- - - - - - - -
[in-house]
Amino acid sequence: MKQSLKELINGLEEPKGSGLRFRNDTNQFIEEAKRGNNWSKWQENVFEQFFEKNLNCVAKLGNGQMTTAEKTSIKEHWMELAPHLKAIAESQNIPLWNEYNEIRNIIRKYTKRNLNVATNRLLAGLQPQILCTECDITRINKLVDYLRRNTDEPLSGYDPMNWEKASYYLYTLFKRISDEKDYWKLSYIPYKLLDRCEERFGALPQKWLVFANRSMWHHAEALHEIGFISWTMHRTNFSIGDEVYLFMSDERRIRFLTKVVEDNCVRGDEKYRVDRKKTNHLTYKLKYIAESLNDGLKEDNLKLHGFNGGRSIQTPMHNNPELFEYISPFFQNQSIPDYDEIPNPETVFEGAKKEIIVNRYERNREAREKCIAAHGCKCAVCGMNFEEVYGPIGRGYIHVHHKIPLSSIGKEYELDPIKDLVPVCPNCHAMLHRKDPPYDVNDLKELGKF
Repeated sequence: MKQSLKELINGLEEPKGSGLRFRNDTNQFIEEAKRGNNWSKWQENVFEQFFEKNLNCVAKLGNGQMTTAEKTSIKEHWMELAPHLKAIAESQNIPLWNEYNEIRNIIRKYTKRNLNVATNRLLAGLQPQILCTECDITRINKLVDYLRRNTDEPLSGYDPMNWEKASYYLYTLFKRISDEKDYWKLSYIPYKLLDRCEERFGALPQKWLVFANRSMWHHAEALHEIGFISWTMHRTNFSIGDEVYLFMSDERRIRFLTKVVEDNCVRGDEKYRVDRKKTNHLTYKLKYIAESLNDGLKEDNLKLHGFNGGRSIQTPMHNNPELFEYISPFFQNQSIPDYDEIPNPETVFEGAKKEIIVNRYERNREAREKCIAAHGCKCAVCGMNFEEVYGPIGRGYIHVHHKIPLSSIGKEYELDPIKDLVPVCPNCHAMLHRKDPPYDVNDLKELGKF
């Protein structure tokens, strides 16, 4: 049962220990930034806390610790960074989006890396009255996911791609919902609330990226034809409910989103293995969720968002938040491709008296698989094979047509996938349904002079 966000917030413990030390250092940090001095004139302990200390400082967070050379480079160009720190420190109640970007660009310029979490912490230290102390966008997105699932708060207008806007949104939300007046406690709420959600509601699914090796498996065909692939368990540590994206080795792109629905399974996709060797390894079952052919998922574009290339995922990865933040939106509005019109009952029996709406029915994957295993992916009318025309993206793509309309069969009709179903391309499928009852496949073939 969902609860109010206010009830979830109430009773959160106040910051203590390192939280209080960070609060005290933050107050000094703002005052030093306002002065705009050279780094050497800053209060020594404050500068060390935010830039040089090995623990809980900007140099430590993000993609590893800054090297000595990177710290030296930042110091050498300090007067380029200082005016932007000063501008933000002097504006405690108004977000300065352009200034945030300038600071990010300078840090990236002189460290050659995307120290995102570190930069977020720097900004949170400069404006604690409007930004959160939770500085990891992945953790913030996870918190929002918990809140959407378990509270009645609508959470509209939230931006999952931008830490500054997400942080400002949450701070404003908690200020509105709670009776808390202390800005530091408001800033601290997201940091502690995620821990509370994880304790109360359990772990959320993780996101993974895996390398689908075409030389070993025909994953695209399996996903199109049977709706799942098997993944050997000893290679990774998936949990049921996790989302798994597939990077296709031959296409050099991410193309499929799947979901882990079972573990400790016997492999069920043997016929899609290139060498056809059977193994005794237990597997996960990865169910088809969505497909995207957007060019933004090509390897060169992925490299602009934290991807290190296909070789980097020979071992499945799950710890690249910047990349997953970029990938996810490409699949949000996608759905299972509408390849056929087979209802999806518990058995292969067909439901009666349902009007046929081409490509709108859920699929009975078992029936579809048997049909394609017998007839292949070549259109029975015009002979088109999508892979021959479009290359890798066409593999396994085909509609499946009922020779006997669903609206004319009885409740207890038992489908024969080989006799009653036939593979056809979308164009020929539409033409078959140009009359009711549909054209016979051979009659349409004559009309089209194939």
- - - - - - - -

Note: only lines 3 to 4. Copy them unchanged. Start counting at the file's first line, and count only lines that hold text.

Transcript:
Repeated sequence: MKQSLKELINGLEEPKGSGLRFRNDTNQFIEEAKRGNNWSKWQENVFEQFFEKNLNCVAKLGNGQMTTAEKTSIKEHWMELAPHLKAIAESQNIPLWNEYNEIRNIIRKYTKRNLNVATNRLLAGLQPQILCTECDITRINKLVDYLRRNTDEPLSGYDPMNWEKASYYLYTLFKRISDEKDYWKLSYIPYKLLDRCEERFGALPQKWLVFANRSMWHHAEALHEIGFISWTMHRTNFSIGDEVYLFMSDERRIRFLTKVVEDNCVRGDEKYRVDRKKTNHLTYKLKYIAESLNDGLKEDNLKLHGFNGGRSIQTPMHNNPELFEYISPFFQNQSIPDYDEIPNPETVFEGAKKEIIVNRYERNREAREKCIAAHGCKCAVCGMNFEEVYGPIGRGYIHVHHKIPLSSIGKEYELDPIKDLVPVCPNCHAMLHRKDPPYDVNDLKELGKF
């Protein structure tokens, strides 16, 4: 049962220990930034806390610790960074989006890396009255996911791609919902609330990226034809409910989103293995969720968002938040491709008296698989094979047509996938349904002079 966000917030413990030390250092940090001095004139302990200390400082967070050379480079160009720190420190109640970007660009310029979490912490230290102390966008997105699932708060207008806007949104939300007046406690709420959600509601699914090796498996065909692939368990540590994206080795792109629905399974996709060797390894079952052919998922574009290339995922990865933040939106509005019109009952029996709406029915994957295993992916009318025309993206793509309309069969009709179903391309499928009852496949073939 969902609860109010206010009830979830109430009773959160106040910051203590390192939280209080960070609060005290933050107050000094703002005052030093306002002065705009050279780094050497800053209060020594404050500068060390935010830039040089090995623990809980900007140099430590993000993609590893800054090297000595990177710290030296930042110091050498300090007067380029200082005016932007000063501008933000002097504006405690108004977000300065352009200034945030300038600071990010300078840090990236002189460290050659995307120290995102570190930069977020720097900004949170400069404006604690409007930004959160939770500085990891992945953790913030996870918190929002918990809140959407378990509270009645609508959470509209939230931006999952931008830490500054997400942080400002949450701070404003908690200020509105709670009776808390202390800005530091408001800033601290997201940091502690995620821990509370994880304790109360359990772990959320993780996101993974895996390398689908075409030389070993025909994953695209399996996903199109049977709706799942098997993944050997000893290679990774998936949990049921996790989302798994597939990077296709031959296409050099991410193309499929799947979901882990079972573990400790016997492999069920043997016929899609290139060498056809059977193994005794237990597997996960990865169910088809969505497909995207957007060019933004090509390897060169992925490299602009934290991807290190296909070789980097020979071992499945799950710890690249910047990349997953970029990938996810490409699949949000996608759905299972509408390849056929087979209802999806518990058995292969067909439901009666349902009007046929081409490509709108859920699929009975078992029936579809048997049909394609017998007839292949070549259109029975015009002979088109999508892979021959479009290359890798066409593999396994085909509609499946009922020779006997669903609206004319009885409740207890038992489908024969080989006799009653036939593979056809979308164009020929539409033409078959140009009359009711549909054209016979051979009659349409004559009309089209194939």